What lies ahead for Mitch Trubisky is yet to be determined.
Chicago Bears head coach John Fox declined an opportunity to detail what the plan for Trubisky’s development would look like, but he was clear there is a plan in place. One scenario suggests that the Bears could start Trubisky as Mike Glennon’s backup, making him the immediate fall-back plan in a situation where Glennon was injured or incapable of playing solid football. In fairness, that could turn out to be a risky proposition for a quarterback who has started just 14 games (13 at college, one NFL preseason) since the end of his high school career.
On the other hand, Mark Sanchez could be in line to be the Bears’ No. 2 quarterback. Inserting Sanchez as the team’s backup would keep from forcing Trubisky into action earlier than what might be desired. Further, Trubisky slotting into the No. 3 quarterback role would put him into a position to learn while running the scout team – and that could provide some invaluable experience.
No matter what the Bears do with Trubisky, they know they have one of the most talented young quarterbacks from the most recent draft class on their roster and eventually will be ready to deploy him in game action. But maybe we can go a bit further than that – after all, one former NFL executive did.
Charley Casserly was an NFL exec from 1989 to 2006, serving as a general manager for Washington (1989-99) and senior vice president & GM in Houston (2000-06) before settling into life as a broadcaster and analyst for NFL Network. And it was Casserly who seemed particularly impressed with what Trubisky has done in the preseason:
— Charley Casserly (@CharleyCasserly) September 2, 2017
So where do Trubisky’s stats rank among the first four quarterbacks taken? Let’s explore.
- 109.3: Patrick Mahomes, Chiefs
- 106.2: Mitch Trubisky, Bears
- 72.7: DeShone Kizer, Browns
- 67.3: Deshaun Watson, Texans
In what should serve as a reminder to not put too much stock into NFL preseason stats, Cooper Rush (Cowboys, 135.9), Kyle Sloter (Broncos, 125.4), and Taysom Hill (Packers, 124.8) ranked 1-2-3 in passer rating. Six rookies posted passer ratings of 100 or better, and Trubisky was one of them. Patrick Mahomes came away with the best number, while Deshaun Watson never doubled up on his stellar preseason debut and finished with a 67.3 rating that ranked 14th among rookie signal callers.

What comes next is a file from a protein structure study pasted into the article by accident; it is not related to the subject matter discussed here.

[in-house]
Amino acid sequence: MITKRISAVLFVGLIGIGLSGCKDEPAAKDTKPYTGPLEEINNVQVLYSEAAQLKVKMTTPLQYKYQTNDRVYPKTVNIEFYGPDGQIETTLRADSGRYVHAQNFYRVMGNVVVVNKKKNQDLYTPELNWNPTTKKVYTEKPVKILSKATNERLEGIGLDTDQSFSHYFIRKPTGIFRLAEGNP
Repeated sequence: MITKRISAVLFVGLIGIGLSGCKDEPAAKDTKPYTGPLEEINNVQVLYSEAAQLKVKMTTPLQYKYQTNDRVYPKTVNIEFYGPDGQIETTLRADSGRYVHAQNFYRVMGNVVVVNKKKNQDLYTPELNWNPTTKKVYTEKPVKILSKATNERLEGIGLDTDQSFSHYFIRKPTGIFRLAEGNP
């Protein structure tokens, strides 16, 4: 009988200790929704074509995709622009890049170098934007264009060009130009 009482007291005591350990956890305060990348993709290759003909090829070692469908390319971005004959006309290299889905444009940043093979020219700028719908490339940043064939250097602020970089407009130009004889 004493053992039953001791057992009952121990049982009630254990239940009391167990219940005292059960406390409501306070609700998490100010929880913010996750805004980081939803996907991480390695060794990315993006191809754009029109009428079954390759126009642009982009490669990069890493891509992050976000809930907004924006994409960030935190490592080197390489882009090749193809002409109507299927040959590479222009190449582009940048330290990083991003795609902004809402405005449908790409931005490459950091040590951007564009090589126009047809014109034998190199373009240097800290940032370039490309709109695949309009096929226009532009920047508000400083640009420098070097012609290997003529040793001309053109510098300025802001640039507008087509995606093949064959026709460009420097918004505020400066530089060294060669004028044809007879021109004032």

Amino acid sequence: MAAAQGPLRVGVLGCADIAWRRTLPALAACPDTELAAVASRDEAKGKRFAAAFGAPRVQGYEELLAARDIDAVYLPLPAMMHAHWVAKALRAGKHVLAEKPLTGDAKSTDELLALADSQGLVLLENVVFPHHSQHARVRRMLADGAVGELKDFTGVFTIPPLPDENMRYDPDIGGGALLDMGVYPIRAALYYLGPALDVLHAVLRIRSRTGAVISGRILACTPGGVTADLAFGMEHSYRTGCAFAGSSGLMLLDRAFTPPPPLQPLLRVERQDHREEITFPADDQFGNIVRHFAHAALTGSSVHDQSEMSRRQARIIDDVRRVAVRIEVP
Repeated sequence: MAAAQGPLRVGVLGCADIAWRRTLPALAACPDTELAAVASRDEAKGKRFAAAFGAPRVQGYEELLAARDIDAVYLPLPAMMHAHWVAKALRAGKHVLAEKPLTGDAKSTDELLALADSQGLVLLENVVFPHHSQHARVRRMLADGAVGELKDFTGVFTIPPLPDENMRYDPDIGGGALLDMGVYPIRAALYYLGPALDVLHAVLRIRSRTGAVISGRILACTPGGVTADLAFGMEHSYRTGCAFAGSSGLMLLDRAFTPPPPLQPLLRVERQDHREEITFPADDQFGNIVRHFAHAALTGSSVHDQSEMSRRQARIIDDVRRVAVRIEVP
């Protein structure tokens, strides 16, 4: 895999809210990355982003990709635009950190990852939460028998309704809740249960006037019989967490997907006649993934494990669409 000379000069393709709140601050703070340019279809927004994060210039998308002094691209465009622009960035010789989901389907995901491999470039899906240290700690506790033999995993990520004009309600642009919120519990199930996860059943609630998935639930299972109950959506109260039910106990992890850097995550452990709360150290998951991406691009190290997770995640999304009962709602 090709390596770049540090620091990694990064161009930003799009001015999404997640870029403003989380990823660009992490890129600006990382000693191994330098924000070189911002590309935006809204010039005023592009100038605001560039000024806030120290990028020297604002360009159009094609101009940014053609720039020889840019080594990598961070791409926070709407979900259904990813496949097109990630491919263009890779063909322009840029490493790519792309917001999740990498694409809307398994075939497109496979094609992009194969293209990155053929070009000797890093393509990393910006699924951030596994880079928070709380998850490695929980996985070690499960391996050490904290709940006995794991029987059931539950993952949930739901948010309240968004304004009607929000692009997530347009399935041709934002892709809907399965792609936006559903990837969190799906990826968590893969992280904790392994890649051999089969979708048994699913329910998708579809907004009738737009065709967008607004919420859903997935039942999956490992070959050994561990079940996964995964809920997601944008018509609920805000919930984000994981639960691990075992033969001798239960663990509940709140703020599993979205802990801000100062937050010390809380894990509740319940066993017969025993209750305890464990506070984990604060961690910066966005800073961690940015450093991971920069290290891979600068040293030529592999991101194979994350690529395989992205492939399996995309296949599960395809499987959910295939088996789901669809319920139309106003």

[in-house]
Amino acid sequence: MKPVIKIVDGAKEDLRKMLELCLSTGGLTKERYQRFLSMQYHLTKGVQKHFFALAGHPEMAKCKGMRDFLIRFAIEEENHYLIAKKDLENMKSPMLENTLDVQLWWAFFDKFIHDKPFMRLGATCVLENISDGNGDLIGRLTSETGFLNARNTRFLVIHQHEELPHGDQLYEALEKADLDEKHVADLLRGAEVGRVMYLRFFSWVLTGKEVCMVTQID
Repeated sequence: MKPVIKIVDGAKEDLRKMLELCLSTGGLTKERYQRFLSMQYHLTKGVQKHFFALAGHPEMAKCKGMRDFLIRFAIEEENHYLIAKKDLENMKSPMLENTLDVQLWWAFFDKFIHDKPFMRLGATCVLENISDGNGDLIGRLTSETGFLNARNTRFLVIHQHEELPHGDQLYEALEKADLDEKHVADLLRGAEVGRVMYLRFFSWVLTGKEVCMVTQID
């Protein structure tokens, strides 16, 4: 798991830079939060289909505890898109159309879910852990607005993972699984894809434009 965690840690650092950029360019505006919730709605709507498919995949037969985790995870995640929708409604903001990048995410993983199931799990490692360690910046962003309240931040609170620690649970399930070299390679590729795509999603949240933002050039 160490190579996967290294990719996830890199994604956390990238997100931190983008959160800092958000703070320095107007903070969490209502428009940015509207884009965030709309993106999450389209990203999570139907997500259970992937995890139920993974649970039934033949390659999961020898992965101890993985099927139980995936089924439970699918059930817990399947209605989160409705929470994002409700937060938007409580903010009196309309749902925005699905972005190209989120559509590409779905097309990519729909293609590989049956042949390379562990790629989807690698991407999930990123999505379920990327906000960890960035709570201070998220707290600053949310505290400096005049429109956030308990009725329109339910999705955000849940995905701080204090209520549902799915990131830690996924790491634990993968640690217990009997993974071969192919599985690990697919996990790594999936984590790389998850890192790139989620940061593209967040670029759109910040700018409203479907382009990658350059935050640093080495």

- 67.9: Mitch Trubisky, Bears
- 63.0: Patrick Mahomes, Chiefs
- 51.8: Deshaun Watson, Texans
- 51.0: DeShone Kizer, Browns
Among rookie quarterbacks who threw at least 40 passes, Trubisky’s 67.9 percent completion rate ranked third behind Rush (74.5%) and Sloter (72.1%). And yet, Trubisky’s 82 percent adjusted completion percentage ranked as the best in football during the preseason. Trubisky’s targets suffered through some drops this summer, but it’s something that can be improved upon with added practice reps as he continues to establish a rapport with his pass catchers.
- 397: Deshaun Watson, Texans
- 390: Patrick Mahomes, Chiefs
- 364: Mitch Trubisky, Bears
- 351: DeShone Kizer, Browns
Watson’s 56 passes were the third most for a rookie quarterback this summer, and bucks a recent trend of top quarterbacks seeing fewer snaps. The Clemson product took advantage of the opportunities he was given to throw, gaining 397 yards through the air despite a 51.8 completion percentage. The quartet of quarterbacks finished bunched together when it came to yards per attempt with Kizer (7.2) and Mahomes (7.2) leading the way, Watson (7.1) not too far behind, and Trubisky (6.9) trailing the pack – albeit, not by much.
Throws of 20+ yards:
- 7: DeShone Kizer, Browns
- 6: Deshaun Watson, Texans
- 6: Patrick Mahomes, Chiefs
- 3: Mitch Trubisky, Bears
Here is one area where Trubisky lags behind his competition, in part because the Bears’ offense didn’t call for many deep passes and the team doesn’t have too many deep threats – especially among the third-string offense. It’s not as if Trubisky lacks the arm strength or accuracy, but throwing the deep ball simply isn’t in the cards often for Fox’s traditionally conservative offense.
It was just the preseason and it came against mostly backups, but there is no denying Trubisky’s preseason excellence. As far as development is concerned, Trubisky’s success against what is perceived to be lesser foes is a positive sign because any struggle in this area would have been viewed as a case to continue slow-playing his development. Instead, Trubisky found himself in a quarterback controversy of sorts late into the preseason because of how he performed.
Eventually, we’ll like to see him take the next step … but it’s apparent that will have to wait.